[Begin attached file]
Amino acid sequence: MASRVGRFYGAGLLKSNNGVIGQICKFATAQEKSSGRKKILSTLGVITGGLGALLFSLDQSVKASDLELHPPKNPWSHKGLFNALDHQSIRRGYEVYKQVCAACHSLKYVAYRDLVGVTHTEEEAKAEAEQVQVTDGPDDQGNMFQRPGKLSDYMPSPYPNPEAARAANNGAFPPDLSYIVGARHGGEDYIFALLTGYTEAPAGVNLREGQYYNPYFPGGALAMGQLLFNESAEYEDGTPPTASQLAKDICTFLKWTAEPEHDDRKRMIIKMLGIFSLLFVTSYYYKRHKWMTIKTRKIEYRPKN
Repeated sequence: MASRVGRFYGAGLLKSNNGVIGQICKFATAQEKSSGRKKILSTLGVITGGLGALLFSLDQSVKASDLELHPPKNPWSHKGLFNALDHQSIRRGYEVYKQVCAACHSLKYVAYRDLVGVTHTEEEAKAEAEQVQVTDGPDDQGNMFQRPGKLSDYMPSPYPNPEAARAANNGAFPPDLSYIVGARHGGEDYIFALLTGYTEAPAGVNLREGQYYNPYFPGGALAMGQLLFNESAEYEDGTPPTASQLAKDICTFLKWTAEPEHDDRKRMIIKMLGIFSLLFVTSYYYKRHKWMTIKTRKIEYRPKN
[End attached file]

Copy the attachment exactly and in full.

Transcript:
Amino acid sequence: MASRVGRFYGAGLLKSNNGVIGQICKFATAQEKSSGRKKILSTLGVITGGLGALLFSLDQSVKASDLELHPPKNPWSHKGLFNALDHQSIRRGYEVYKQVCAACHSLKYVAYRDLVGVTHTEEEAKAEAEQVQVTDGPDDQGNMFQRPGKLSDYMPSPYPNPEAARAANNGAFPPDLSYIVGARHGGEDYIFALLTGYTEAPAGVNLREGQYYNPYFPGGALAMGQLLFNESAEYEDGTPPTASQLAKDICTFLKWTAEPEHDDRKRMIIKMLGIFSLLFVTSYYYKRHKWMTIKTRKIEYRPKN
Repeated sequence: MASRVGRFYGAGLLKSNNGVIGQICKFATAQEKSSGRKKILSTLGVITGGLGALLFSLDQSVKASDLELHPPKNPWSHKGLFNALDHQSIRRGYEVYKQVCAACHSLKYVAYRDLVGVTHTEEEAKAEAEQVQVTDGPDDQGNMFQRPGKLSDYMPSPYPNPEAARAANNGAFPPDLSYIVGARHGGEDYIFALLTGYTEAPAGVNLREGQYYNPYFPGGALAMGQLLFNESAEYEDGTPPTASQLAKDICTFLKWTAEPEHDDRKRMIIKMLGIFSLLFVTSYYYKRHKWMTIKTRKIEYRPKN